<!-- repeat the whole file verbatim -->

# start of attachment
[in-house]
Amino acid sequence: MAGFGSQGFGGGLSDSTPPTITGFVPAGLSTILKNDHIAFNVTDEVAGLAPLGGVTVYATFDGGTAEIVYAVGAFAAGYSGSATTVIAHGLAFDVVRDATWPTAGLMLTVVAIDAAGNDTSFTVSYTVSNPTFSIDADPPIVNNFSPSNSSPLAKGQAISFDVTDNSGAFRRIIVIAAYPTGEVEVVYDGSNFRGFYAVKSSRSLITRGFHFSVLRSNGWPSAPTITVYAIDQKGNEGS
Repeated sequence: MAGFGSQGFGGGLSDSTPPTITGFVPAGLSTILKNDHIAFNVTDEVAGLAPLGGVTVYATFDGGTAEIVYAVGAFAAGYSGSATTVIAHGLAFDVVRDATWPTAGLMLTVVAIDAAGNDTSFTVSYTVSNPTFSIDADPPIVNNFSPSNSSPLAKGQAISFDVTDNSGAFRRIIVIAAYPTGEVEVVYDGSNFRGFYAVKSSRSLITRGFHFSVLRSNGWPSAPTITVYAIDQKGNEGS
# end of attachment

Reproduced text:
[in-house]
Amino acid sequence: MAGFGSQGFGGGLSDSTPPTITGFVPAGLSTILKNDHIAFNVTDEVAGLAPLGGVTVYATFDGGTAEIVYAVGAFAAGYSGSATTVIAHGLAFDVVRDATWPTAGLMLTVVAIDAAGNDTSFTVSYTVSNPTFSIDADPPIVNNFSPSNSSPLAKGQAISFDVTDNSGAFRRIIVIAAYPTGEVEVVYDGSNFRGFYAVKSSRSLITRGFHFSVLRSNGWPSAPTITVYAIDQKGNEGS
Repeated sequence: MAGFGSQGFGGGLSDSTPPTITGFVPAGLSTILKNDHIAFNVTDEVAGLAPLGGVTVYATFDGGTAEIVYAVGAFAAGYSGSATTVIAHGLAFDVVRDATWPTAGLMLTVVAIDAAGNDTSFTVSYTVSNPTFSIDADPPIVNNFSPSNSSPLAKGQAISFDVTDNSGAFRRIIVIAAYPTGEVEVVYDGSNFRGFYAVKSSRSLITRGFHFSVLRSNGWPSAPTITVYAIDQKGNEGS